There are many housing possibilities for older adults. The following overview describes the most common living options and are listed in order of the amount of service available and/or provided:
Home: Most people prefer to stay in their own homes, and this is often possible, perhaps with appropriate modifications or assistance. See the Community Resources section for in-home supports, and the Assistive Technology and Home Modifications sections to resources to support safety and independence.
Retirement Communities (sometimes call “senior apartments” or “senior housing”) can be an option for individuals who are able to live independently and can take care of themselves in their own apartment. A variety of social and recreational activities may be offered. There are generally no entrance fees. Rents can vary widely. Meals and housekeeping services, if available, usually cost extra.
Accessory apartments (often called “in-law” apartments) are separate apartments within a home. They allow people to live with privacy and independence without living alone. Towns have different rules for these, so checking on zoning is a first step.
Elderly Cottage Housing Opportunities (ECHO) homes are small, portable "cottages" that can be added to a single-family home. The resident lives close to family or friends who can provide needed support, yet each keeps his/her own living space. Check out www.SeniorResource.com
Note: It is important to check out any municipal rules about accessory apartments or ECHO housing before construction.
Low-Income Rental Assistance and subsidized housing: Older persons may be eligible for an apartment in housing subsidized by the Federal government or may be eligible to receive assistance so they spend no more than 30% of their income on rent. To learn about any of these programs, contact your Area Agency on Aging or visit www.mainehousing.org.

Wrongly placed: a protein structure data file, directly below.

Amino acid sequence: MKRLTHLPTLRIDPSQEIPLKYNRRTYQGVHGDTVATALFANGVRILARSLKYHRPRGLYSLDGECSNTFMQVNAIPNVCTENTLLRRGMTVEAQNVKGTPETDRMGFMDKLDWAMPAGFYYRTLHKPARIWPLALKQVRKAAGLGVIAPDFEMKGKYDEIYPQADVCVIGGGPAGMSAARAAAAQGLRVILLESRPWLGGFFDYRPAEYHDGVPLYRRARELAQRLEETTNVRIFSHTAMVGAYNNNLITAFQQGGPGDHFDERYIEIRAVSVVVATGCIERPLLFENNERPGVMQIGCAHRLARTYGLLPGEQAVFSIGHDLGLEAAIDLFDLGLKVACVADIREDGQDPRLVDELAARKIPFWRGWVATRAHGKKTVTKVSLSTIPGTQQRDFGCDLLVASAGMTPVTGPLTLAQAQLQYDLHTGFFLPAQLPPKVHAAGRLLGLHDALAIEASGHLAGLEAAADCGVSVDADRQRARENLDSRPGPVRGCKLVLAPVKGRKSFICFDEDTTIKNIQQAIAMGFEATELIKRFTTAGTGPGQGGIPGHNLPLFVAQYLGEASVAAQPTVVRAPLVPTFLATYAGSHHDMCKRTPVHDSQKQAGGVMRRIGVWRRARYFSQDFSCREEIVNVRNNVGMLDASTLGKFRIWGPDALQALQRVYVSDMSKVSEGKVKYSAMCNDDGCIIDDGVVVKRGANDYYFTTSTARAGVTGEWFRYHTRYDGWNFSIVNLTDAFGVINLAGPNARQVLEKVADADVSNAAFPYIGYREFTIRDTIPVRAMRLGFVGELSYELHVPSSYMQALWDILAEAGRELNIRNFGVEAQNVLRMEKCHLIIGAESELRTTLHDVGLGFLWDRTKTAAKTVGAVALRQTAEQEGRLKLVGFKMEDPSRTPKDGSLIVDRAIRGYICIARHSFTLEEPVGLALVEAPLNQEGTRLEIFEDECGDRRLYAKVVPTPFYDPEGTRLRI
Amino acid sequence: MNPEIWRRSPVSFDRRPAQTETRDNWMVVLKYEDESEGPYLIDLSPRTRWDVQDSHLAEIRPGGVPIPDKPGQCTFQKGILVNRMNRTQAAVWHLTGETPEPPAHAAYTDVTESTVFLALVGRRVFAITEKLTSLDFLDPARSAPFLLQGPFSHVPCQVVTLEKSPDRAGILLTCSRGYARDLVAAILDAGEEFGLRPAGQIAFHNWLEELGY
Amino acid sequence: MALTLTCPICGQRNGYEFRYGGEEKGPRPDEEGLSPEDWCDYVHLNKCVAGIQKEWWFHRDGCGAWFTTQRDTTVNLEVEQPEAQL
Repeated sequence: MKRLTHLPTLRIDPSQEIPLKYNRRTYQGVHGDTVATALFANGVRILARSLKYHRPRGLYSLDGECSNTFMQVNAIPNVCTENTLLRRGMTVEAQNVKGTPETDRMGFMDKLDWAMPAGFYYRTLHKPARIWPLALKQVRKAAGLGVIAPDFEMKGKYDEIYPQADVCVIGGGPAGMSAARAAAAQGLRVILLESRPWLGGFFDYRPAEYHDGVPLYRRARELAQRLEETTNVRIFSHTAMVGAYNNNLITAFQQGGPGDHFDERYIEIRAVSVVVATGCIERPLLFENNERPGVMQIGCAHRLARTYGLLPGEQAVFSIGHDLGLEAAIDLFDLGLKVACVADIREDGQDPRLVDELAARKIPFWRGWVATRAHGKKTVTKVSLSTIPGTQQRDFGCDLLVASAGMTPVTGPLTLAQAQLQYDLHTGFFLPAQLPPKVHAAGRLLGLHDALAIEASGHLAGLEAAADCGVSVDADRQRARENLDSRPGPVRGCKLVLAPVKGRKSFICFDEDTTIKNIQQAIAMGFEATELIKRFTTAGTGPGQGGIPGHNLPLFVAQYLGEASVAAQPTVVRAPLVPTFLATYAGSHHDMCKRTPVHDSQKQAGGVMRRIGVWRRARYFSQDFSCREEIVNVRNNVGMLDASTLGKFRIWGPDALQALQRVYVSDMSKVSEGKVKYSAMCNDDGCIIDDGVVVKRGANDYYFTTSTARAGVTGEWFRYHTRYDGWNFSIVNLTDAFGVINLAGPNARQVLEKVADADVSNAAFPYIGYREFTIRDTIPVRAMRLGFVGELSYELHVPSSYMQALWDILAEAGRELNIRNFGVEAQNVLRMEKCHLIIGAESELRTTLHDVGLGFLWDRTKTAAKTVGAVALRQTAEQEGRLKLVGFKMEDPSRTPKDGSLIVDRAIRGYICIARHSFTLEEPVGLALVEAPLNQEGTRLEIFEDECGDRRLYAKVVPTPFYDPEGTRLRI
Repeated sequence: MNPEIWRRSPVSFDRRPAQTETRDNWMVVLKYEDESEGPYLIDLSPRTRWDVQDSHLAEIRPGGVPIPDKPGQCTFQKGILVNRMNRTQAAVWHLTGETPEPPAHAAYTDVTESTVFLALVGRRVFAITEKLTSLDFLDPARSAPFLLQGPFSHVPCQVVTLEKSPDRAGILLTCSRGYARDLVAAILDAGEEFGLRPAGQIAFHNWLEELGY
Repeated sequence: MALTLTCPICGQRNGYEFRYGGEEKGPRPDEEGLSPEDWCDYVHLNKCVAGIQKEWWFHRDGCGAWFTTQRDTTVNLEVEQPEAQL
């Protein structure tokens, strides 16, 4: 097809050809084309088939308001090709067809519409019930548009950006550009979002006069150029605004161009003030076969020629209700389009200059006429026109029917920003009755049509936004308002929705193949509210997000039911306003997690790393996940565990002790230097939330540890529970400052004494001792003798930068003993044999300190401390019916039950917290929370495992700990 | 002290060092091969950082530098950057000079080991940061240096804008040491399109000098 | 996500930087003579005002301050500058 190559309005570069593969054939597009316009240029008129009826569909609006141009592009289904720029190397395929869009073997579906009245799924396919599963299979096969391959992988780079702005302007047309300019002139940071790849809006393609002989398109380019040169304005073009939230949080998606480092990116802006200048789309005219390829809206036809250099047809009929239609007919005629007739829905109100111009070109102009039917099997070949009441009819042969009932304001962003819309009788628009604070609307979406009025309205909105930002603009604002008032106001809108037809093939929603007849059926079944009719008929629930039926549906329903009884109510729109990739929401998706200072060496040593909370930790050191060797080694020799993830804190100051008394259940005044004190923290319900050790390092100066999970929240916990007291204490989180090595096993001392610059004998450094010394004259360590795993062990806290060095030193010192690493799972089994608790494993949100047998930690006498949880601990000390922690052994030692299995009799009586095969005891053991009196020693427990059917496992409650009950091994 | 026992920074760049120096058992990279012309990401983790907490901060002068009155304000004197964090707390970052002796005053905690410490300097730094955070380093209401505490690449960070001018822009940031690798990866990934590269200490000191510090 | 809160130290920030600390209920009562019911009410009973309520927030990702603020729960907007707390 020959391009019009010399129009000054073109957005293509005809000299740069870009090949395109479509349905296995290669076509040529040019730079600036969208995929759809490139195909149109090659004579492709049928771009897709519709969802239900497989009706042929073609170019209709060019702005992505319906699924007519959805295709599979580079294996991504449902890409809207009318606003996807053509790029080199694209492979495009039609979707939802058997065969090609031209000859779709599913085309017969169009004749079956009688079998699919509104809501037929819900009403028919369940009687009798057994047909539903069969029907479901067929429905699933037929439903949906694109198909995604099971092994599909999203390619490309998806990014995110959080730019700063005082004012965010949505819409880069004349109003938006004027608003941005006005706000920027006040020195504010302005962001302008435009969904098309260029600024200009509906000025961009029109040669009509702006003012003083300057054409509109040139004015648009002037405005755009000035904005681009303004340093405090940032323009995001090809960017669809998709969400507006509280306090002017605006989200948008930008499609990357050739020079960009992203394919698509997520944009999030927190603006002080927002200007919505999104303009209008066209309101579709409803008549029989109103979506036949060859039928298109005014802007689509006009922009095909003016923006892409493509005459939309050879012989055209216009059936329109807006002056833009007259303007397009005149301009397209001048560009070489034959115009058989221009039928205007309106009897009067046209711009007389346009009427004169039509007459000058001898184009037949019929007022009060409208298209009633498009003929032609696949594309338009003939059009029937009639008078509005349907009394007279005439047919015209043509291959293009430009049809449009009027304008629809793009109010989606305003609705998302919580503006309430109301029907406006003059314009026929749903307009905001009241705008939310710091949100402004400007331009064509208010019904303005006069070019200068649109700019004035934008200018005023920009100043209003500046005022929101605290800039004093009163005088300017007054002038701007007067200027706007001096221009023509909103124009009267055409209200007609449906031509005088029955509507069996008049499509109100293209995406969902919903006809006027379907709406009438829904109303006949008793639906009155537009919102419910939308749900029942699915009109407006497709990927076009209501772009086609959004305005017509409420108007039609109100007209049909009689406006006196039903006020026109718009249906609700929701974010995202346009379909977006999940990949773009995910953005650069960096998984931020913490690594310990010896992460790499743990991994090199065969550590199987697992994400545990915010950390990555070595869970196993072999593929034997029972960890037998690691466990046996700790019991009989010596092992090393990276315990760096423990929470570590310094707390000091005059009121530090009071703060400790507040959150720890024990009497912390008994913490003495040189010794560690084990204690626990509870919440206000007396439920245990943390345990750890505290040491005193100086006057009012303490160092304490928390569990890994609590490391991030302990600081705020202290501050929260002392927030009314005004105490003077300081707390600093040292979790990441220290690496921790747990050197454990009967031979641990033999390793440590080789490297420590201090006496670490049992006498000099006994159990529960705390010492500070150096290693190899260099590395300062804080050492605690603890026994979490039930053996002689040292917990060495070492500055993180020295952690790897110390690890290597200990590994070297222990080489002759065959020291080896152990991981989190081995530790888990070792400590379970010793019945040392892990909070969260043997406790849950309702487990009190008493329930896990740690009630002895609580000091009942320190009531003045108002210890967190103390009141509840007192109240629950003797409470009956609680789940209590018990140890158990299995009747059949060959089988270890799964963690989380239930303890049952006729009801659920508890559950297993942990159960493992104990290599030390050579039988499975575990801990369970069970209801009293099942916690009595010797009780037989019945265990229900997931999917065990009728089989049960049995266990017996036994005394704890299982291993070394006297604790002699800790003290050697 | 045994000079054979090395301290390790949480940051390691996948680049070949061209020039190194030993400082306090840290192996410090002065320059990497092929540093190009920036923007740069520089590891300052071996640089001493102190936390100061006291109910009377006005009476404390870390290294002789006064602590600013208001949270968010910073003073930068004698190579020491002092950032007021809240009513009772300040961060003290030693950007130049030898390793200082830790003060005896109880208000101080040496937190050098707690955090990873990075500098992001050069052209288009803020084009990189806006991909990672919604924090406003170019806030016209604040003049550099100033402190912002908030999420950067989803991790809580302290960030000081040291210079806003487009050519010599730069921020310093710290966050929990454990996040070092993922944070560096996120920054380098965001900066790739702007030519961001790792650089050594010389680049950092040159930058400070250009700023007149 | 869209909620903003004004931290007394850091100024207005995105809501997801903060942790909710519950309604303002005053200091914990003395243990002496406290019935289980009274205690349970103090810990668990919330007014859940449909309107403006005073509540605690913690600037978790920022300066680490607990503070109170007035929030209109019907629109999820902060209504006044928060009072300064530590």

Continuing Care Retirement Communities (CCRC) offer a variety of independent living arrangements for individuals in the same building or on the same campus. These communities can provide a range of services if an individual's needs change. Services may include dining accommodations, educational, recreational and social activities, transportation, housekeeping, personal care, medical and nursing care. Residents may pay an entrance fee as well as a monthly charge in return for the use of facilities and services. Some communities offer residential units for purchase.
Independent housing with services provides individuals in private apartments with varying levels of service such as group meals, housekeeping, laundry and chore services, minimal personal care, emergency response systems, transportation, and care management. Services are designed to meet regularly scheduled needs.
Adult family care homes are residences where six or fewer people, who meet medical eligibility requirements, live in a homelike setting and can receive assistance with personal care, medication management and supervision. Some homes also provide nursing care.
Residential care facilities are licensed to provide the entire array of assisted living services to individuals in private and semi-private rooms, generally with shared common areas.
Assisted living facilities provide individual apartments, and emphasize privacy, independence and personal choice. Services generally include 2-3 meals per day, assistance with medications, personal care, housekeeping, organized activities, supervision and limited nursing care and can usually be tailored to meet individual needs. Some facilities have specialized units for people with dementia.
Nursing facilities are long term care facilities that provide 24-hour nursing care, personal care, therapy, nutrition management, organized activities, and social services for people who do not require hospital care but who need frequent nursing care or rehabilitative services and are dependent on others to do daily activities.
MaineCare, Medicare and other insurance (under certain conditions) may cover some or all of the costs of nursing facility care. A long-term care assessment is required for all individuals seeking admission to a nursing facility for long term care. The free assessment is completed by a nurse from a state-authorized agency. Contact Goold Health Systems at 1-800-609-7893 or the Area Agency on Aging at 1-877-353-3771.